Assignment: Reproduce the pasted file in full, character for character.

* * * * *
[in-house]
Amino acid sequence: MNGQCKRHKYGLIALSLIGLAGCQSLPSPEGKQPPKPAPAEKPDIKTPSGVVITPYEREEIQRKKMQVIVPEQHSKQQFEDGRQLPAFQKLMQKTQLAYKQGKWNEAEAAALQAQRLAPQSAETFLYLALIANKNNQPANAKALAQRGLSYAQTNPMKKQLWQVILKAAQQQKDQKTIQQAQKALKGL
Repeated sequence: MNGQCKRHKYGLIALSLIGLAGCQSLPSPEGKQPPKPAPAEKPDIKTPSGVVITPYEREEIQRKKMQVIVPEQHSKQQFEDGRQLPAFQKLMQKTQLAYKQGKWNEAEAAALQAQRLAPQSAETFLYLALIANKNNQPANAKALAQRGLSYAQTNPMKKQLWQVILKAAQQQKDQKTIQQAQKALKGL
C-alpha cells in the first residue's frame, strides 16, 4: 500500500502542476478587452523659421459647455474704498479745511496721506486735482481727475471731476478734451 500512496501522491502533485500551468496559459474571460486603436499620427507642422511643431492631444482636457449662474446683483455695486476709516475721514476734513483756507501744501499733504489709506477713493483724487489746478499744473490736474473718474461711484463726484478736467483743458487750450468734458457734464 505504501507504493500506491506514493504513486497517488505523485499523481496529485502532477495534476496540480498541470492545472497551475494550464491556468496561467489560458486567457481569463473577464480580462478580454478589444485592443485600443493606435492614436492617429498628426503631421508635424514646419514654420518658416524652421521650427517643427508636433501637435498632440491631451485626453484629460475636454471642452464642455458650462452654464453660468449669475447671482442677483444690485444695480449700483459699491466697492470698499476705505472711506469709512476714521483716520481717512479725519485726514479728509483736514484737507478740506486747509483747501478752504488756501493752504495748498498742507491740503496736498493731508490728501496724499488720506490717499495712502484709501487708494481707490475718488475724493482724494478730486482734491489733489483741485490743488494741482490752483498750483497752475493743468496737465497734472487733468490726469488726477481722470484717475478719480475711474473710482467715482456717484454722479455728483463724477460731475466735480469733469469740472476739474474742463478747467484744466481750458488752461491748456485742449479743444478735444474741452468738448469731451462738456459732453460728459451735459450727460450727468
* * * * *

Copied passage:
[in-house]
Amino acid sequence: MNGQCKRHKYGLIALSLIGLAGCQSLPSPEGKQPPKPAPAEKPDIKTPSGVVITPYEREEIQRKKMQVIVPEQHSKQQFEDGRQLPAFQKLMQKTQLAYKQGKWNEAEAAALQAQRLAPQSAETFLYLALIANKNNQPANAKALAQRGLSYAQTNPMKKQLWQVILKAAQQQKDQKTIQQAQKALKGL
Repeated sequence: MNGQCKRHKYGLIALSLIGLAGCQSLPSPEGKQPPKPAPAEKPDIKTPSGVVITPYEREEIQRKKMQVIVPEQHSKQQFEDGRQLPAFQKLMQKTQLAYKQGKWNEAEAAALQAQRLAPQSAETFLYLALIANKNNQPANAKALAQRGLSYAQTNPMKKQLWQVILKAAQQQKDQKTIQQAQKALKGL
C-alpha cells in the first residue's frame, strides 16, 4: 500500500502542476478587452523659421459647455474704498479745511496721506486735482481727475471731476478734451 500512496501522491502533485500551468496559459474571460486603436499620427507642422511643431492631444482636457449662474446683483455695486476709516475721514476734513483756507501744501499733504489709506477713493483724487489746478499744473490736474473718474461711484463726484478736467483743458487750450468734458457734464 505504501507504493500506491506514493504513486497517488505523485499523481496529485502532477495534476496540480498541470492545472497551475494550464491556468496561467489560458486567457481569463473577464480580462478580454478589444485592443485600443493606435492614436492617429498628426503631421508635424514646419514654420518658416524652421521650427517643427508636433501637435498632440491631451485626453484629460475636454471642452464642455458650462452654464453660468449669475447671482442677483444690485444695480449700483459699491466697492470698499476705505472711506469709512476714521483716520481717512479725519485726514479728509483736514484737507478740506486747509483747501478752504488756501493752504495748498498742507491740503496736498493731508490728501496724499488720506490717499495712502484709501487708494481707490475718488475724493482724494478730486482734491489733489483741485490743488494741482490752483498750483497752475493743468496737465497734472487733468490726469488726477481722470484717475478719480475711474473710482467715482456717484454722479455728483463724477460731475466735480469733469469740472476739474474742463478747467484744466481750458488752461491748456485742449479743444478735444474741452468738448469731451462738456459732453460728459451735459450727460450727468